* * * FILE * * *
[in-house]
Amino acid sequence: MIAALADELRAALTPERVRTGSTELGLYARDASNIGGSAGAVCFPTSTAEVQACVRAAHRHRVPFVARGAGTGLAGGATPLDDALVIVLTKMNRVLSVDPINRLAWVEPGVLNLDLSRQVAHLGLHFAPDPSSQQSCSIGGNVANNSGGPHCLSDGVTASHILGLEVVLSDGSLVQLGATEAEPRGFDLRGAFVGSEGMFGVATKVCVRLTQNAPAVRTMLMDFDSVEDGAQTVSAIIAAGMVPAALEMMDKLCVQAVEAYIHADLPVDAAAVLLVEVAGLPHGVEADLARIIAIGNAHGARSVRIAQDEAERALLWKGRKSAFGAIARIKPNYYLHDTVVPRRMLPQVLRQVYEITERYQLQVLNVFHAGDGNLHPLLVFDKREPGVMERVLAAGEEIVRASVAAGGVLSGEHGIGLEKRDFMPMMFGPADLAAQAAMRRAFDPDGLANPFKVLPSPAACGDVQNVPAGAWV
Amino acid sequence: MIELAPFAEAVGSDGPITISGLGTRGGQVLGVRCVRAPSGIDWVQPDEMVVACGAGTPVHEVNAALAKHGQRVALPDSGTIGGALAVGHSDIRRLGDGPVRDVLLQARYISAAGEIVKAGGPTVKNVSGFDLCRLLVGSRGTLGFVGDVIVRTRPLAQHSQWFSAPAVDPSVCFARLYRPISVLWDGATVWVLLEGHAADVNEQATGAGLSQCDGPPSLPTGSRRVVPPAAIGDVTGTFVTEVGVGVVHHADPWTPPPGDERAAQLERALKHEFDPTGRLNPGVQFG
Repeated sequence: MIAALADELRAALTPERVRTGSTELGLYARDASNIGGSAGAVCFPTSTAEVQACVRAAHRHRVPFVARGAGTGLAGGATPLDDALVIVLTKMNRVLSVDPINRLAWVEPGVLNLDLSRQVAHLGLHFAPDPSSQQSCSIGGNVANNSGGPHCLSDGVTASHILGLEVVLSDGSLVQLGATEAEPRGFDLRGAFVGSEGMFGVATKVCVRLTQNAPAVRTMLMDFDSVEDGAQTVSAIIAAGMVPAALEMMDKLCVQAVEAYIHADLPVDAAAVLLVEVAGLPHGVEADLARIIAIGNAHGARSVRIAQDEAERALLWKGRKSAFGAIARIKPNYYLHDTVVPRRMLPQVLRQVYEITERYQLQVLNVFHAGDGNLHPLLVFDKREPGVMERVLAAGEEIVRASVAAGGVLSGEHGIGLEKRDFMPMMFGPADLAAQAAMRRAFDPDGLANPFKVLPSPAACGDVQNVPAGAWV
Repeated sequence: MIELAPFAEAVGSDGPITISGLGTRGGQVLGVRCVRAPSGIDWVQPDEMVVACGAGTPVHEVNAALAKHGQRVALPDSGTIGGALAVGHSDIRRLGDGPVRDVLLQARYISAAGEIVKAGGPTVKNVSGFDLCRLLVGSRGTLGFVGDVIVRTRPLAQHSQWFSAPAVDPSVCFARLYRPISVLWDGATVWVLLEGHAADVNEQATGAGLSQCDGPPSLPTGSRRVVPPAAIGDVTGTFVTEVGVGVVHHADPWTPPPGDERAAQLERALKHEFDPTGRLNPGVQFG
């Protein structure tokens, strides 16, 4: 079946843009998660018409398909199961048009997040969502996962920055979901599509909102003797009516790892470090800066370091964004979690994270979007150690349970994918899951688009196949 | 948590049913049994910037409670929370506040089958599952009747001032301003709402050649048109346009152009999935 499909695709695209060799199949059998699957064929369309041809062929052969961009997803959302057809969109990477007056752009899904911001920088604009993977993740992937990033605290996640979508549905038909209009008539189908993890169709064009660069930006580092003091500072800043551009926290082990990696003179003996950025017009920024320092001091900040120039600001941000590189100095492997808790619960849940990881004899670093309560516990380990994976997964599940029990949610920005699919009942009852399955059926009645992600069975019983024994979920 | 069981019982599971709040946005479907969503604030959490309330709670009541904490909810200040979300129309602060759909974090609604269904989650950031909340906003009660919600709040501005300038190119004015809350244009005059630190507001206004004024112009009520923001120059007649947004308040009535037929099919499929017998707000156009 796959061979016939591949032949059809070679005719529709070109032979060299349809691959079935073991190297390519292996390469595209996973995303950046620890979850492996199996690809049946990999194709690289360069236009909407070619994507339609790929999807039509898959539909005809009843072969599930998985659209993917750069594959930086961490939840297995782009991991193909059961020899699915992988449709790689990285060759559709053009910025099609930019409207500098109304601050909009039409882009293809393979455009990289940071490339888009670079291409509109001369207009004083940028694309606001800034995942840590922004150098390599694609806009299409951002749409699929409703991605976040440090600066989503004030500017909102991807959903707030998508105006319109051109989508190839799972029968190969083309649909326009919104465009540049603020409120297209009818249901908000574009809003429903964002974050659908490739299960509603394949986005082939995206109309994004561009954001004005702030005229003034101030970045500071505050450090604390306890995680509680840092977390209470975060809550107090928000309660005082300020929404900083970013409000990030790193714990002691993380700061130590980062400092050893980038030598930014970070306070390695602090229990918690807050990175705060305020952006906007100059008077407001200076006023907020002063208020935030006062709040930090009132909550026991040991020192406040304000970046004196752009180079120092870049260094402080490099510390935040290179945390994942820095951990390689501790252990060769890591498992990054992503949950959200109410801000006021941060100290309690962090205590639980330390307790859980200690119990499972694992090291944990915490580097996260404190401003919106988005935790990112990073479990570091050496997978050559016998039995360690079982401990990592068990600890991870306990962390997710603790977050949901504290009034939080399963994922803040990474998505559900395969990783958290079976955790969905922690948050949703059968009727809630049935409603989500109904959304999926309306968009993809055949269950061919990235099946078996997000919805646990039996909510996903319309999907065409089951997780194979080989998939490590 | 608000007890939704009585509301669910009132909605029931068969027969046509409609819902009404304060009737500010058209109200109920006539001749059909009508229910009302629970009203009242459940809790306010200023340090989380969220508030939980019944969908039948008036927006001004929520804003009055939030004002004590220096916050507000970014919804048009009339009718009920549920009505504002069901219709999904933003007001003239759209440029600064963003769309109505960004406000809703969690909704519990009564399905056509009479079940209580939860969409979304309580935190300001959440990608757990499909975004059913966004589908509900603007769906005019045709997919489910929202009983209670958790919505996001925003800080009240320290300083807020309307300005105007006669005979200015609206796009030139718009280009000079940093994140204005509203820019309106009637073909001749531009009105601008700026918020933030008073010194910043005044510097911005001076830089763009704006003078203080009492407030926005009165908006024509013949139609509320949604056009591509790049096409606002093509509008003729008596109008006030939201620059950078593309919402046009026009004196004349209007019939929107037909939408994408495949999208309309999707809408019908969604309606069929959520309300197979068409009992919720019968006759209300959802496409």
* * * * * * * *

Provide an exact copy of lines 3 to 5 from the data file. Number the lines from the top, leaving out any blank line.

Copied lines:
Amino acid sequence: MIELAPFAEAVGSDGPITISGLGTRGGQVLGVRCVRAPSGIDWVQPDEMVVACGAGTPVHEVNAALAKHGQRVALPDSGTIGGALAVGHSDIRRLGDGPVRDVLLQARYISAAGEIVKAGGPTVKNVSGFDLCRLLVGSRGTLGFVGDVIVRTRPLAQHSQWFSAPAVDPSVCFARLYRPISVLWDGATVWVLLEGHAADVNEQATGAGLSQCDGPPSLPTGSRRVVPPAAIGDVTGTFVTEVGVGVVHHADPWTPPPGDERAAQLERALKHEFDPTGRLNPGVQFG
Repeated sequence: MIAALADELRAALTPERVRTGSTELGLYARDASNIGGSAGAVCFPTSTAEVQACVRAAHRHRVPFVARGAGTGLAGGATPLDDALVIVLTKMNRVLSVDPINRLAWVEPGVLNLDLSRQVAHLGLHFAPDPSSQQSCSIGGNVANNSGGPHCLSDGVTASHILGLEVVLSDGSLVQLGATEAEPRGFDLRGAFVGSEGMFGVATKVCVRLTQNAPAVRTMLMDFDSVEDGAQTVSAIIAAGMVPAALEMMDKLCVQAVEAYIHADLPVDAAAVLLVEVAGLPHGVEADLARIIAIGNAHGARSVRIAQDEAERALLWKGRKSAFGAIARIKPNYYLHDTVVPRRMLPQVLRQVYEITERYQLQVLNVFHAGDGNLHPLLVFDKREPGVMERVLAAGEEIVRASVAAGGVLSGEHGIGLEKRDFMPMMFGPADLAAQAAMRRAFDPDGLANPFKVLPSPAACGDVQNVPAGAWV
Repeated sequence: MIELAPFAEAVGSDGPITISGLGTRGGQVLGVRCVRAPSGIDWVQPDEMVVACGAGTPVHEVNAALAKHGQRVALPDSGTIGGALAVGHSDIRRLGDGPVRDVLLQARYISAAGEIVKAGGPTVKNVSGFDLCRLLVGSRGTLGFVGDVIVRTRPLAQHSQWFSAPAVDPSVCFARLYRPISVLWDGATVWVLLEGHAADVNEQATGAGLSQCDGPPSLPTGSRRVVPPAAIGDVTGTFVTEVGVGVVHHADPWTPPPGDERAAQLERALKHEFDPTGRLNPGVQFG